President Trump signed an executive order on Thursday designed to challenge liability protections for social-media companies after Twitter placed a fact-check label on a series of tweets in which the president criticized voting-by-mail as susceptible to fraud.
The order directs the U.S. commerce secretary to file a petition with the Federal Trade Commission to clarify what kinds of speech should be permitted on social media sites without those sites incurring liability. Currently, Section 230 of the Communications Decency Act exempts social-media companies from liability in case of a post by a third party containing false or misleading information.
WATCH: President Trump signed an executive order cracking down on “censorship” by social media sites, a move widely seen by critics as retaliation against Twitter’s decision to slap fact-checking labels on the president’s tweets. https://t.co/ydwFbf2aFN pic.twitter.com/U9WvWqvqo4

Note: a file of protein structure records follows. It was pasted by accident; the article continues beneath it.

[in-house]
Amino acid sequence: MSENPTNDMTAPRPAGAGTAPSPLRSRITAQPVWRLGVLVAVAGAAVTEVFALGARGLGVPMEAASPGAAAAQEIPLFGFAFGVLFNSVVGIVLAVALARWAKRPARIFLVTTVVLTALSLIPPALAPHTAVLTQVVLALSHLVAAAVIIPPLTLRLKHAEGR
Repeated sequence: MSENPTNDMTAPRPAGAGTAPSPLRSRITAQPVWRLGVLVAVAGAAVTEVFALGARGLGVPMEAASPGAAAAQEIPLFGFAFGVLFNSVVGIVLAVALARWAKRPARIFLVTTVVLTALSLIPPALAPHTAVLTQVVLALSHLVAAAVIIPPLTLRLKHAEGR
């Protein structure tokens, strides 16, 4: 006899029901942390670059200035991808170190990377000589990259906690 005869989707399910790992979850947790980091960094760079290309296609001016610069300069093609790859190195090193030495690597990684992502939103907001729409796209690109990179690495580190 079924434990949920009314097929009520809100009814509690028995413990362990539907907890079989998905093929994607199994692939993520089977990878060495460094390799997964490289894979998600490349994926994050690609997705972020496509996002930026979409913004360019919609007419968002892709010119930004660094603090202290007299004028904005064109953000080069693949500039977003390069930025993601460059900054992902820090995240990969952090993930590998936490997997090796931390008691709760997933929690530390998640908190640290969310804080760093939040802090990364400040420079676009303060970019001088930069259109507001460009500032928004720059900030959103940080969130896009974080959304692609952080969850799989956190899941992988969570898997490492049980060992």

— CNBC (@CNBC) May 28, 2020
Social-media companies have had “unchecked power to censor, restrict, edit, shape, hide, alter virtually any form of communication between private citizens or large public audiences,” Trump told reporters at the White House. “What [these companies] choose to fact-check and what they choose to ignore or even promote is nothing more than political activism.”
The president also said of Twitter, “I think we shut it down as far as I’m concerned but I’d have to go through a legal process…if it were able to be legally shut down I would do it.”
Attorney General William Barr, speaking alongside Trump, indicated that a full reinterpretation of Section 230 of the CDA would have to be accomplished through litigation as well as legislation.
Social-media companies grew “because they held themselves out as free public forums, where a variety of diverse voices can come on and be heard,” Barr said. “That’s why people joined them. But now that they have become these very powerful networks…they’ve now switched, and [are] using that market power to force particular viewpoints.”
Some conservatives, including big-tech hawk Senator Josh Hawley (R., Mo.), have backed Trump’s push to end liability protections for social-media companies. The sentiment is shared by Democrats including House Speaker Nancy Pelosi and former vice president Joe Biden.